For several years now, independent video producers have been watching these developments very carefully as the battle has progressed. While producers have been gaining excellent high definition production and post-production tools, the final step in the HD distribution chain has been missing; how to deploy the final product to the client.The frustration with a lack of a clear distribution method has dragged on for much too long.
In the meantime, online distribution has begun to step in and fill the gap, gaining a valuable foothold in the distribution chain through such products and services as Apple TV, and Netflix’ Instant view services. In fact, I believe the Blu-ray victory will be tempered as on-line distribution becomes the deployment method of choice sooner than later.
Meanwhile, we can now look forward to the Blu-ray format quickly maturing and gaining widespread distribution in the form of players and disks. This, along with the inevitable price drops will assist with Blu-ray’s eventual displacement of the venerable standard definition DVD as the primary media distribution format.
Believe it or not, we don’t purchase many movies. One that warrants a place in our library is Persuasion, based on the Jane Austen novel of the same name. Starring Amanda Root and Ciaran Hinds, this 1995 BBC / WGBH / Masterpiece Theatre is one of the best of the Jane Austen screen adaptations. One interesting item is the relatively few people involved in the production of the movie. You may be surprised at what a great film has been created by such a minimal cast & crew, at least by “modern” standards. Indeed, the credits roll by very quickly. A truly fabulous film produced by a lean crew.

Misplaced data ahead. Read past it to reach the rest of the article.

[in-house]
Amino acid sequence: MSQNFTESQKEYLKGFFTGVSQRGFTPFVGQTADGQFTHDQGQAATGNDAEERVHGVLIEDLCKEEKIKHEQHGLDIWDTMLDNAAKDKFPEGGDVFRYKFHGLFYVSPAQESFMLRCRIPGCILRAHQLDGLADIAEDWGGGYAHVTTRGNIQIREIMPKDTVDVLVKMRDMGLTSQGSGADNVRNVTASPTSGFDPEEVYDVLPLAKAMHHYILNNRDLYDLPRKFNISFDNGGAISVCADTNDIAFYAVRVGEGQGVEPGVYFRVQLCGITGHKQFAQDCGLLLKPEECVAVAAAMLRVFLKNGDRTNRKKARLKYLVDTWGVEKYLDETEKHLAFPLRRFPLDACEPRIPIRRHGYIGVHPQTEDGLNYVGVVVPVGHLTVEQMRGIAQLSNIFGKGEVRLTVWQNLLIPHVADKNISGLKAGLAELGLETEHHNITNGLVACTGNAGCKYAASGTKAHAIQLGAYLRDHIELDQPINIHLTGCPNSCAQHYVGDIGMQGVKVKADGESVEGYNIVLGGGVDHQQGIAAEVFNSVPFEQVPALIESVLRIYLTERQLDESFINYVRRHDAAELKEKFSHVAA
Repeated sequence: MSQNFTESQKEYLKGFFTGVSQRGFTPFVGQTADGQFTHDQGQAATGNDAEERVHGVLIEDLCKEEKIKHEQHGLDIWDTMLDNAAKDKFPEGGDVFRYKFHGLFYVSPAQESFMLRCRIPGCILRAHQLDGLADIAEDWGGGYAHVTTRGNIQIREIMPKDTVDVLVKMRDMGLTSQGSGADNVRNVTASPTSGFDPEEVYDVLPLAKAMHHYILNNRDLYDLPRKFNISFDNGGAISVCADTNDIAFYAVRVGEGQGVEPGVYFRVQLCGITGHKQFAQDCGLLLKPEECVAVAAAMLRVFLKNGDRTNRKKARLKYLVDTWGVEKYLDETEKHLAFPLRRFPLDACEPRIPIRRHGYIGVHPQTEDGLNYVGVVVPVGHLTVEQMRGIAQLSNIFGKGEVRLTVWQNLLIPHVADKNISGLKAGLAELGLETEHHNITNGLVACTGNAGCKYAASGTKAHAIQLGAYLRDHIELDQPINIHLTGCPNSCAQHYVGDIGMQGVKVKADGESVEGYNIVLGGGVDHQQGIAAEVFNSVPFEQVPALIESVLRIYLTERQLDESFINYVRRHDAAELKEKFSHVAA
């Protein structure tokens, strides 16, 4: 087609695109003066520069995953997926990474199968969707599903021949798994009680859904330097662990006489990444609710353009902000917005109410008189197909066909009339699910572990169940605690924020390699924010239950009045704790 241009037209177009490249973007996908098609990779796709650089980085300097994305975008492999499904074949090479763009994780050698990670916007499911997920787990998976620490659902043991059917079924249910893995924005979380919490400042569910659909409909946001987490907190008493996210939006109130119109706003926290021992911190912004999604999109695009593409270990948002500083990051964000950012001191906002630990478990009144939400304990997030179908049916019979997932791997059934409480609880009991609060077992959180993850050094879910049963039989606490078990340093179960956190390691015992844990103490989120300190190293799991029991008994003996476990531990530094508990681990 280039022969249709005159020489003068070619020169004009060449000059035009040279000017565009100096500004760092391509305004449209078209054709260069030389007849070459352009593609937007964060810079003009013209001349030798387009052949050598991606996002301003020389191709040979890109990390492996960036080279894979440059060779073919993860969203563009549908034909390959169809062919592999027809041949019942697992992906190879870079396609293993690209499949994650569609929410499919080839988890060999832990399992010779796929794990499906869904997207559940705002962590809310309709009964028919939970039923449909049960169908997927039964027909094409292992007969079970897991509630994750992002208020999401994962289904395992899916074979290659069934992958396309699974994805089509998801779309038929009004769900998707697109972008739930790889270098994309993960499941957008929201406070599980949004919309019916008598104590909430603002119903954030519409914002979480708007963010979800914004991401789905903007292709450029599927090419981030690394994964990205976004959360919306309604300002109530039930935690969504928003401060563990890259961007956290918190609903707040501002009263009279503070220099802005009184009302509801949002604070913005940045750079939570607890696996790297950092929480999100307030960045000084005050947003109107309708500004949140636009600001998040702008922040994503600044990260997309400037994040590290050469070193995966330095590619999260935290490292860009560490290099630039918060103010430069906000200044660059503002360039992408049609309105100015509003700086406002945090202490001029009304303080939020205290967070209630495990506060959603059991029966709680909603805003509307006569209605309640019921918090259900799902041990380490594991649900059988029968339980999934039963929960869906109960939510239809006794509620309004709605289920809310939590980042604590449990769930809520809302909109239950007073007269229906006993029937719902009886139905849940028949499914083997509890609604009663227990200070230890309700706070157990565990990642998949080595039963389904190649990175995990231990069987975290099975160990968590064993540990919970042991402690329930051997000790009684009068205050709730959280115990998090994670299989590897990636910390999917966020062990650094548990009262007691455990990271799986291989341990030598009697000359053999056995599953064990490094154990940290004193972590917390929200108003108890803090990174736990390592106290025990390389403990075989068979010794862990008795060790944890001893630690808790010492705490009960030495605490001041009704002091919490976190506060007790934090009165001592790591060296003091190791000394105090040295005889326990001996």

Many people ask us how Carolwood Productions got it’s name. Clients, business colleagues, Disney aficionados. Wait a minute, Disney Aficionados? How do they figure in to the mix? Ok, here’s the story. In June of 1992, we were returning from a family camping trip to the south rim of the Grand Canyon. This particular vacation was memorable due to the escape of a convict from a local prison. He was armed and presumed dangerous, and we were tent camping in Mather campground. We saw many law enforcement people walking around with rifles slung over their shoulders as they patrolled the area searching for the criminal. In the evenings, helicopters would fly low overhead with high-powered spotlights scanning the campground, hoping to illuminate the escapee. Aside from all this excitement, it was still a great trip. The police action only added zest to the proceedings. After about a week we were driving home across the desert. For some time, I had an idea that I wanted to take our video production company full-time and strike out on my own. The concept was slowly but surely growing as a possibility with me… but what to name this new enterprise? I’ve always been a fan of many things Disney, and particularly interested in Uncle Walt himself. Another area of common interest is our love of trains, particularly the steam-powered variety. Back in the early 50s, Walt Disney used to operate (as a hobby) a 1/8 scale live steam railroad in his backyard on Carolwood Drive in Holmby Hills, California. He named the railroad line after the street he lived on, “The Carolwood Pacific Railroad“. Walt worked hard to produce the best quality entertainment and strove to push the creative envelope, and I thought it would be a nice tribute to Walt and the enterprise he built to name our company “Carolwood Productions”.